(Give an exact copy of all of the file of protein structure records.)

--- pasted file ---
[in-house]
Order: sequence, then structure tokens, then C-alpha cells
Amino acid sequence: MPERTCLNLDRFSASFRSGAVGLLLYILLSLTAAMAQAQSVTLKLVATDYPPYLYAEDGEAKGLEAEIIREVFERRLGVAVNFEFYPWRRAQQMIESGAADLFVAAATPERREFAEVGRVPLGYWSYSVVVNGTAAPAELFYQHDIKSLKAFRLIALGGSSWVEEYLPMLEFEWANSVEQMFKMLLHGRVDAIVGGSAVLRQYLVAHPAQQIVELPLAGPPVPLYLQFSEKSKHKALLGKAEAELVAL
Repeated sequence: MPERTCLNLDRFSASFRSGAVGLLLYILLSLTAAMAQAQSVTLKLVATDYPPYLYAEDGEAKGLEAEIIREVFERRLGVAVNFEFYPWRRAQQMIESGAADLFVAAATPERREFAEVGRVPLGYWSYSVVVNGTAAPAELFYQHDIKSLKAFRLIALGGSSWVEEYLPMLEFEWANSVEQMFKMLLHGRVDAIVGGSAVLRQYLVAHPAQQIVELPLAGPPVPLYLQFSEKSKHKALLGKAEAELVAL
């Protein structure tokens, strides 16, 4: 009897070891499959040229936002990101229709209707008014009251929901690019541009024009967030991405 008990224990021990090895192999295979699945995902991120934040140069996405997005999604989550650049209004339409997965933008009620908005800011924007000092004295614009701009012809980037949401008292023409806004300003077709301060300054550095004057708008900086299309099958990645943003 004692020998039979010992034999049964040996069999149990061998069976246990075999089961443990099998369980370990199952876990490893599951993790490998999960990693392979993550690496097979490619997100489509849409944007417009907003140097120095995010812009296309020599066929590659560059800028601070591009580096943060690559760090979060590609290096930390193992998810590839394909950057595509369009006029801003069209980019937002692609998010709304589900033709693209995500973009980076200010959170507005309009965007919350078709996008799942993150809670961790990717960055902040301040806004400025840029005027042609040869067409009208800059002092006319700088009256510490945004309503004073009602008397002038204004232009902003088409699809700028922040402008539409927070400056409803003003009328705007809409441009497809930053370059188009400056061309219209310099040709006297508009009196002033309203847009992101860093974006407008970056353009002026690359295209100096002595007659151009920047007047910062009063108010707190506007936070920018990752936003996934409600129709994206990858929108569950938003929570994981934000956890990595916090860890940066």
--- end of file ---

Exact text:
[in-house]
Order: sequence, then structure tokens, then C-alpha cells
Amino acid sequence: MPERTCLNLDRFSASFRSGAVGLLLYILLSLTAAMAQAQSVTLKLVATDYPPYLYAEDGEAKGLEAEIIREVFERRLGVAVNFEFYPWRRAQQMIESGAADLFVAAATPERREFAEVGRVPLGYWSYSVVVNGTAAPAELFYQHDIKSLKAFRLIALGGSSWVEEYLPMLEFEWANSVEQMFKMLLHGRVDAIVGGSAVLRQYLVAHPAQQIVELPLAGPPVPLYLQFSEKSKHKALLGKAEAELVAL
Repeated sequence: MPERTCLNLDRFSASFRSGAVGLLLYILLSLTAAMAQAQSVTLKLVATDYPPYLYAEDGEAKGLEAEIIREVFERRLGVAVNFEFYPWRRAQQMIESGAADLFVAAATPERREFAEVGRVPLGYWSYSVVVNGTAAPAELFYQHDIKSLKAFRLIALGGSSWVEEYLPMLEFEWANSVEQMFKMLLHGRVDAIVGGSAVLRQYLVAHPAQQIVELPLAGPPVPLYLQFSEKSKHKALLGKAEAELVAL
């Protein structure tokens, strides 16, 4: 009897070891499959040229936002990101229709209707008014009251929901690019541009024009967030991405 008990224990021990090895192999295979699945995902991120934040140069996405997005999604989550650049209004339409997965933008009620908005800011924007000092004295614009701009012809980037949401008292023409806004300003077709301060300054550095004057708008900086299309099958990645943003 004692020998039979010992034999049964040996069999149990061998069976246990075999089961443990099998369980370990199952876990490893599951993790490998999960990693392979993550690496097979490619997100489509849409944007417009907003140097120095995010812009296309020599066929590659560059800028601070591009580096943060690559760090979060590609290096930390193992998810590839394909950057595509369009006029801003069209980019937002692609998010709304589900033709693209995500973009980076200010959170507005309009965007919350078709996008799942993150809670961790990717960055902040301040806004400025840029005027042609040869067409009208800059002092006319700088009256510490945004309503004073009602008397002038204004232009902003088409699809700028922040402008539409927070400056409803003003009328705007809409441009497809930053370059188009400056061309219209310099040709006297508009009196002033309203847009992101860093974006407008970056353009002026690359295209100096002595007659151009920047007047910062009063108010707190506007936070920018990752936003996934409600129709994206990858929108569950938003929570994981934000956890990595916090860890940066």